|Thank You For Smoking (2005)|
First you sell it. Then you make it. That’s marketing.
—Shake, The Apple (1980)
If you build it, he will come.
—Shoeless Joe Jackson, Field of Dreams (1989)
The man’s a genius; he could disprove gravity.
—Nick Naylor, Thank You For Smoking (2005)
Looking at billboards is supposed to feel like love at first sight. But it’s not real love, it’s just marketing. And without that, you wouldn’t even know who you are.
—Scat, Syrup (2013)
Keep everything offshore, do your marketing on the Internet.
—Henry, Borderland (2007)
It doesn’t matter whether you’re selling Jesus or Buddha or civil rights or “How to Make Money in Real Estate With No Money Down.” That doesn’t make you a human being; it makes you a marketing rep. If you want to talk to somebody honestly, as a human being, ask him about his kids. Find out what his dreams are. Just to find out, for no other reason. Because as soon as you lay your hands on a conversation to steer it, it’s not a conversation anymore; it’s a pitch. And you’re not a human being; you’re a marketing rep.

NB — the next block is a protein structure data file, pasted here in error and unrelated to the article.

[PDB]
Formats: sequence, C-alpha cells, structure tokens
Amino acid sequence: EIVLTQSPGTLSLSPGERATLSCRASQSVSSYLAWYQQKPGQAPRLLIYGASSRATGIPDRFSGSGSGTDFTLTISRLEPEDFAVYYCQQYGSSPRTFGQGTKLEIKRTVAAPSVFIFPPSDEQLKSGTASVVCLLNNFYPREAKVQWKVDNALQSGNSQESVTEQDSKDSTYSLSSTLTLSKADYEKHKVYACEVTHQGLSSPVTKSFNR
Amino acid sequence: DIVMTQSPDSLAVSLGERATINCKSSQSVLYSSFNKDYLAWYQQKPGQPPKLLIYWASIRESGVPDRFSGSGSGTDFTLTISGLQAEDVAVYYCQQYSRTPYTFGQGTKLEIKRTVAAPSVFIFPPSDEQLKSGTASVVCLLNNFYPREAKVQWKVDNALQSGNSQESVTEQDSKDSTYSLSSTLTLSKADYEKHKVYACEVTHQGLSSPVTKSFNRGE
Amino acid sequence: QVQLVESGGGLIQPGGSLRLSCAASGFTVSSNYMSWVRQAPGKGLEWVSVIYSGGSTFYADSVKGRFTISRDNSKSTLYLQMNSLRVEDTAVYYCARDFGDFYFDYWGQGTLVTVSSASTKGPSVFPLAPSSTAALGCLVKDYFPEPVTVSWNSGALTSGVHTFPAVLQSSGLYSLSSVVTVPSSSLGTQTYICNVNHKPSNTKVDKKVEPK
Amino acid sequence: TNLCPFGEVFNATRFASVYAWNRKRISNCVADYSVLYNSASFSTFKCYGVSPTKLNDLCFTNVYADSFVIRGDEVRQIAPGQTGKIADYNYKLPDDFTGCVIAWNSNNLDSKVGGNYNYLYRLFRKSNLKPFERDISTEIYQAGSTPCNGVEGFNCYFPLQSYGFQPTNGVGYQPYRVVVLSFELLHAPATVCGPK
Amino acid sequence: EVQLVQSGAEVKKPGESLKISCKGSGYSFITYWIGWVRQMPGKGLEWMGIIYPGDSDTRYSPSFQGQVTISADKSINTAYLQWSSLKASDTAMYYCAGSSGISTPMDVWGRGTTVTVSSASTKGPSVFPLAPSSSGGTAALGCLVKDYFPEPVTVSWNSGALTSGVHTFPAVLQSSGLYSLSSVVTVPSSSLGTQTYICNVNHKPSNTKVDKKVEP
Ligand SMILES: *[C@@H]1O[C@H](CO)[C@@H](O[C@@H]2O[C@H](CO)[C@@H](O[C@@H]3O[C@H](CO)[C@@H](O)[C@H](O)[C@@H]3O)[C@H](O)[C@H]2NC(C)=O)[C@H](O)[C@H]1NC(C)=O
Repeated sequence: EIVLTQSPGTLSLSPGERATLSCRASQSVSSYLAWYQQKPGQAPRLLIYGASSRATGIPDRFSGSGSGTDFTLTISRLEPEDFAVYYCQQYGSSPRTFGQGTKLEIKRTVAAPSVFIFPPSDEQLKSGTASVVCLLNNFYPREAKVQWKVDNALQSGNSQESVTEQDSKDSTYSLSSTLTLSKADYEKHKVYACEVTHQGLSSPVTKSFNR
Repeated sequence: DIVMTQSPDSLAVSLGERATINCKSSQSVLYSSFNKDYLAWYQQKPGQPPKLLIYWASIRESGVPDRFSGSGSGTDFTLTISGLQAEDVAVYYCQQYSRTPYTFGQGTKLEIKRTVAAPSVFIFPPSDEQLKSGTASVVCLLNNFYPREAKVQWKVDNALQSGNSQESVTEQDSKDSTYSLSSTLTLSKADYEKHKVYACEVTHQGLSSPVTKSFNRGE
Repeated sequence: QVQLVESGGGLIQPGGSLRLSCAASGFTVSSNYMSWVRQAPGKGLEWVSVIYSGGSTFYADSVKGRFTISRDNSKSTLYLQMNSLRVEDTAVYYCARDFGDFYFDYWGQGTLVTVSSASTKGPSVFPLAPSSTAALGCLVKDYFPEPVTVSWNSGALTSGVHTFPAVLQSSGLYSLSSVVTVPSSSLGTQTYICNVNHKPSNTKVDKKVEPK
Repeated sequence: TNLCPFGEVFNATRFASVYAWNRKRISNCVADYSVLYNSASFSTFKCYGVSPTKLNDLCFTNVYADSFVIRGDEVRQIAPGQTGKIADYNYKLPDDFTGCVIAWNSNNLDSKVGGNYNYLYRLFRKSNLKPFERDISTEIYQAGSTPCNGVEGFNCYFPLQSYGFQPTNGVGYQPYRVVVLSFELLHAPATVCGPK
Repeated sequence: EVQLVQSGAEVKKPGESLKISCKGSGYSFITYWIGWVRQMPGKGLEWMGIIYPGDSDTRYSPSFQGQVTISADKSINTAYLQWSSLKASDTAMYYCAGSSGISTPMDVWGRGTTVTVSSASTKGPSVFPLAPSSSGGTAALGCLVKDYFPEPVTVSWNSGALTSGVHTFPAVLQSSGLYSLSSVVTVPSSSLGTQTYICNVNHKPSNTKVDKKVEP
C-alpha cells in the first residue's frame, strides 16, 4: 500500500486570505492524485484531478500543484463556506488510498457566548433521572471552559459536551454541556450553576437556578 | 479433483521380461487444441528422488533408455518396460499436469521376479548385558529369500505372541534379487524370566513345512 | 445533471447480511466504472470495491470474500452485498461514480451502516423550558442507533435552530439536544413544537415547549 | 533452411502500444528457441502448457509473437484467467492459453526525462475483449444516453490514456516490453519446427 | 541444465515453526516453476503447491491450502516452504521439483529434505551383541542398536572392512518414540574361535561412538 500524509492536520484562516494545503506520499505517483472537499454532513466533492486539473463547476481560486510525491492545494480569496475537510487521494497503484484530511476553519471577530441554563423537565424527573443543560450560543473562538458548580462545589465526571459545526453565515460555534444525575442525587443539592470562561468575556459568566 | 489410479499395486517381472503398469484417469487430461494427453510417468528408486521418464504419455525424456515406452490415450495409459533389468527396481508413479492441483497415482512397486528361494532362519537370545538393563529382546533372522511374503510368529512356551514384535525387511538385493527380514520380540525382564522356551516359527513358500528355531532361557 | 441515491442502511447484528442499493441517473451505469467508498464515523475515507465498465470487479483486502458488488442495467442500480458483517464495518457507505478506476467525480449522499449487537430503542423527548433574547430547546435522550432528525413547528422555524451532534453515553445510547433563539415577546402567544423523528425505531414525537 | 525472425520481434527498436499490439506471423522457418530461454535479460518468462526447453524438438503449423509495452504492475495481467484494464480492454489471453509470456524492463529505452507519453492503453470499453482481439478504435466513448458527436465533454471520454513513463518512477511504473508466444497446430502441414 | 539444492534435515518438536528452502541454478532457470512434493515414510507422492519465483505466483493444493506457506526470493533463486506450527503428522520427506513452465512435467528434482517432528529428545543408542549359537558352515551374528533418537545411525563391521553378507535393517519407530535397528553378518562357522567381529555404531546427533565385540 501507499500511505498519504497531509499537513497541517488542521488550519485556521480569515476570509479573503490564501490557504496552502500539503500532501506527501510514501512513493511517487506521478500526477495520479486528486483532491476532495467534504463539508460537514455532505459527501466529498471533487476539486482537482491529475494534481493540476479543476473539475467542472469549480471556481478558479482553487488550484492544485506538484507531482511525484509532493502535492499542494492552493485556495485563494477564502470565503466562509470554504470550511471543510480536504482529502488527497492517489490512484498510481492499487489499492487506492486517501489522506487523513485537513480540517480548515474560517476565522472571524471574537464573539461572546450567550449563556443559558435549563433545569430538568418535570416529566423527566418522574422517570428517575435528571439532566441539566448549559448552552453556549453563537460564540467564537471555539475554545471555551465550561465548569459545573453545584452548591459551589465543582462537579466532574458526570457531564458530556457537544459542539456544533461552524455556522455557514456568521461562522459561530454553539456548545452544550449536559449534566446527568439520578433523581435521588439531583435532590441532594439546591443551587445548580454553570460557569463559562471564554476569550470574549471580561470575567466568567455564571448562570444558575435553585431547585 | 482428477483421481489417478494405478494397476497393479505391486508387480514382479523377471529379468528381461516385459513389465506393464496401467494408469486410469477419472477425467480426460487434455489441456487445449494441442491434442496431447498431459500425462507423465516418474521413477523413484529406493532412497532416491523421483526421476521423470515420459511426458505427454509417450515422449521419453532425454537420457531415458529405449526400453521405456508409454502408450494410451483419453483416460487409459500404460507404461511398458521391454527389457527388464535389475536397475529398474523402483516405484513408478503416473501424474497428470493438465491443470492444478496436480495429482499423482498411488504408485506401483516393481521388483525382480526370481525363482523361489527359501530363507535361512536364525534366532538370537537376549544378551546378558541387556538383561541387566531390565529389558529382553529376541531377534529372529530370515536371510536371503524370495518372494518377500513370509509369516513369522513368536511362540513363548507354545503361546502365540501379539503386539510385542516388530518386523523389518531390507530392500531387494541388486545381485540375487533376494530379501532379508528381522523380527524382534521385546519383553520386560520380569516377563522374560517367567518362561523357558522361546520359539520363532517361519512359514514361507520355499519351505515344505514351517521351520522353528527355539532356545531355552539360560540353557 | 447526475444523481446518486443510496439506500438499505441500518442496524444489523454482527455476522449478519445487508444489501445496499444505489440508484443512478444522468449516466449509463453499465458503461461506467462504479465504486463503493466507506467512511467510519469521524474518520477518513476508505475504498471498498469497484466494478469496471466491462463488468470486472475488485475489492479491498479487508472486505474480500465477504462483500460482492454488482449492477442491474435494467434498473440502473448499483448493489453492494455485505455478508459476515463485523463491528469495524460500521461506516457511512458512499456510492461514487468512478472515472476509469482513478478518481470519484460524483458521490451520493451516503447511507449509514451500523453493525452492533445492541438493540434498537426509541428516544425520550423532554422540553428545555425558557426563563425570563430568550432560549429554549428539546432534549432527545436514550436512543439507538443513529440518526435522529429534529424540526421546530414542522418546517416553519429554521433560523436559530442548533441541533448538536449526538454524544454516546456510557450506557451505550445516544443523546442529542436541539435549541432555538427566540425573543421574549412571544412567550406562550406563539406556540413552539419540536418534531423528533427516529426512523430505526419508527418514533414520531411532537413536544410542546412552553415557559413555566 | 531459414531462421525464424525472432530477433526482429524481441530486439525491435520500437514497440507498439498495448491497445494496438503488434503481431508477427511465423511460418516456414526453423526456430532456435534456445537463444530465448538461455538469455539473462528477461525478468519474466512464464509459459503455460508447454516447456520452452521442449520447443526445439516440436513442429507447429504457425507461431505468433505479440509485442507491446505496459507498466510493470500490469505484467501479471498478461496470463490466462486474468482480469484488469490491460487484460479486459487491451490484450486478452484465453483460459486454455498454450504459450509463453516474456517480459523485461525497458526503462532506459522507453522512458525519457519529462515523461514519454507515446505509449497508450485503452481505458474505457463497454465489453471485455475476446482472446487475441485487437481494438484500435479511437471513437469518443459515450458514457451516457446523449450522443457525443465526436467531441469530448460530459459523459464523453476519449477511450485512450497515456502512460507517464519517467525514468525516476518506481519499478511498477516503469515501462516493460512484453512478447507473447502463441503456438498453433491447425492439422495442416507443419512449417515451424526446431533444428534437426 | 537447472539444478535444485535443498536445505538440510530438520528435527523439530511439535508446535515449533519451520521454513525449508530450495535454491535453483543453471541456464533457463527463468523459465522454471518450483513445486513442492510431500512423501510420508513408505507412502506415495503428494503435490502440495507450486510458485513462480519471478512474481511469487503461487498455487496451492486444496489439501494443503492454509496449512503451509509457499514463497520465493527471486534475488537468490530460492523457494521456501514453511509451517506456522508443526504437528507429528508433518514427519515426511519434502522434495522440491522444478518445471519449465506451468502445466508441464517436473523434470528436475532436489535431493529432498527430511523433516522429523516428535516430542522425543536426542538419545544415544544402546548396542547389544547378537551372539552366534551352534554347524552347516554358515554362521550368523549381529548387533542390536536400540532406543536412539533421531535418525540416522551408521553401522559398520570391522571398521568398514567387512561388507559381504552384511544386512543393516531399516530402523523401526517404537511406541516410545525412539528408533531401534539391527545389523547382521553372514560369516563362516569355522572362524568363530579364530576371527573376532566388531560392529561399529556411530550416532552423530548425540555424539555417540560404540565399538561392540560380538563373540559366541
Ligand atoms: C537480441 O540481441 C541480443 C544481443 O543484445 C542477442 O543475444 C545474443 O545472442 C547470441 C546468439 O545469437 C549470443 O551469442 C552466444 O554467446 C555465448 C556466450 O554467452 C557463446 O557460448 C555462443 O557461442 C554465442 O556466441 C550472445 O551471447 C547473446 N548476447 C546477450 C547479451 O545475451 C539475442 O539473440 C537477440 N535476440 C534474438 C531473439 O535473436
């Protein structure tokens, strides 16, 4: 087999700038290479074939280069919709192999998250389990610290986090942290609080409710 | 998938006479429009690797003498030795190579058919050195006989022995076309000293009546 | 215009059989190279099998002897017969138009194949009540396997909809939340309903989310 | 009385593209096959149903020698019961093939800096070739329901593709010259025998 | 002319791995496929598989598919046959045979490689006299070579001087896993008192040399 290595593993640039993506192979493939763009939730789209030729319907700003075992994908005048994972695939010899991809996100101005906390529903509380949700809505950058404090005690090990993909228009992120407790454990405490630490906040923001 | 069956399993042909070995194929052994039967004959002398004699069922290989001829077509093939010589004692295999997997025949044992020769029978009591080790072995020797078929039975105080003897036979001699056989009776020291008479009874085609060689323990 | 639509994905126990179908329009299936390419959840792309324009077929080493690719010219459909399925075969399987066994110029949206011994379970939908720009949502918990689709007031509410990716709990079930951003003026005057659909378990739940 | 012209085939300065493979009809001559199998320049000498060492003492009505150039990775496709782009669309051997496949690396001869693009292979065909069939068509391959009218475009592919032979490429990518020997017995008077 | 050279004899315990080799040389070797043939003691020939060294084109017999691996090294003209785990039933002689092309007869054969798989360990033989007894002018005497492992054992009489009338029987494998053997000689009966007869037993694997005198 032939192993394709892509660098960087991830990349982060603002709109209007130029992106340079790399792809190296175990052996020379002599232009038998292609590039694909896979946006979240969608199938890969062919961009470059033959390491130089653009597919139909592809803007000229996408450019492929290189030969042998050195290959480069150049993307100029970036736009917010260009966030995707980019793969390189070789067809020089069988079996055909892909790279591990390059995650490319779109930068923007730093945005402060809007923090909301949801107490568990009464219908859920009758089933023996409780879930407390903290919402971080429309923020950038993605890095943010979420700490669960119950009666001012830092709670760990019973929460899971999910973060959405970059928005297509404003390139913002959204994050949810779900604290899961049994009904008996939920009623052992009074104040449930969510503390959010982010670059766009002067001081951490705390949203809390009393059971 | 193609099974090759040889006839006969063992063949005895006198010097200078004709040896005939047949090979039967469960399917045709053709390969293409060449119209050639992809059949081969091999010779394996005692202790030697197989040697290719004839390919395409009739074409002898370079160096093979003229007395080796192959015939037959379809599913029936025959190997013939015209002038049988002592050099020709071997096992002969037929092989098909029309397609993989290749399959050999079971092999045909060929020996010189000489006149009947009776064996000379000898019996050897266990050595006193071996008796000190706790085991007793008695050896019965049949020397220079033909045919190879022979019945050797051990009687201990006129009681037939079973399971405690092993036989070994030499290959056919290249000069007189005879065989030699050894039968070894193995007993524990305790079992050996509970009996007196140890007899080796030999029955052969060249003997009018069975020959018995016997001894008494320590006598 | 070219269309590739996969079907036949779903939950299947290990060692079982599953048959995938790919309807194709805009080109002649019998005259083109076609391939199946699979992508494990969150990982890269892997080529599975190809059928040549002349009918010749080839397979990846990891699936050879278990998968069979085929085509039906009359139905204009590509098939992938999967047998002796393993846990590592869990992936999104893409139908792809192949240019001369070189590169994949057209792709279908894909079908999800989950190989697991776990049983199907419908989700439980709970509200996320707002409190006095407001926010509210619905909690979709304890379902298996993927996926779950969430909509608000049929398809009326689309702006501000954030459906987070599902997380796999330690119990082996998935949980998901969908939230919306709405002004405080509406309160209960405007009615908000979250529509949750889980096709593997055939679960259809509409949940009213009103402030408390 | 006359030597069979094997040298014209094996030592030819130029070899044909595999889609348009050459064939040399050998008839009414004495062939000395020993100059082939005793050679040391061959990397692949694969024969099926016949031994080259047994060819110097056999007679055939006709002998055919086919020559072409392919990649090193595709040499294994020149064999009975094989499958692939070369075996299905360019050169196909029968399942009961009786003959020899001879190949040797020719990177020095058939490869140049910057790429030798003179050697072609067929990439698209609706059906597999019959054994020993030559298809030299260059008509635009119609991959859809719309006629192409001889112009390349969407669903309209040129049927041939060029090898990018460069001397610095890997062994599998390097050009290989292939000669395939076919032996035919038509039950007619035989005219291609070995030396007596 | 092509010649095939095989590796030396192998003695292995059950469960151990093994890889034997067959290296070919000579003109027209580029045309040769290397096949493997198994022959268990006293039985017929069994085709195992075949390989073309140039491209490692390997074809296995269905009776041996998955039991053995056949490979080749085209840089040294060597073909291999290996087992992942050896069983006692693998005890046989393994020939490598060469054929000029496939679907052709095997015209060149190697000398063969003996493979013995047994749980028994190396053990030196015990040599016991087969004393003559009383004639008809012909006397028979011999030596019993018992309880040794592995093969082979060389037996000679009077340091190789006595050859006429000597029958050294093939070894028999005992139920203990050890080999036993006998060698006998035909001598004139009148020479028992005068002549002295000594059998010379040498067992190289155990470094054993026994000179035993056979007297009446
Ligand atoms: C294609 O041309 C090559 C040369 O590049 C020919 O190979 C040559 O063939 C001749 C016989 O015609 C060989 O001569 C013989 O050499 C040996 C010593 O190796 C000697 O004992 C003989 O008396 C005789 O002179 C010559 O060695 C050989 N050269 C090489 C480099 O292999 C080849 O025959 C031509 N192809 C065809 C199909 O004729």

—Phil Cooper, The Big Kahuna (1999)
I was the architect of the agency’s demographics and target marketing programs. The people were our targets, and we listened to their language, we monitored their dreams, we took note of every choice they made in cyberspace, we studied their buying motives and propensities, then created messages that perfectly reflected their existing emotional states. No one could hide. Triple M could recognize any citizen as soon as they turned on their computer. The web would dynamically reconfigure itself to suite an individual. Something you could hold in your hand, read on your own, think about in private—this was considered elitist, immoral, and bad for business. —Jack, The Girl from Monday (2005)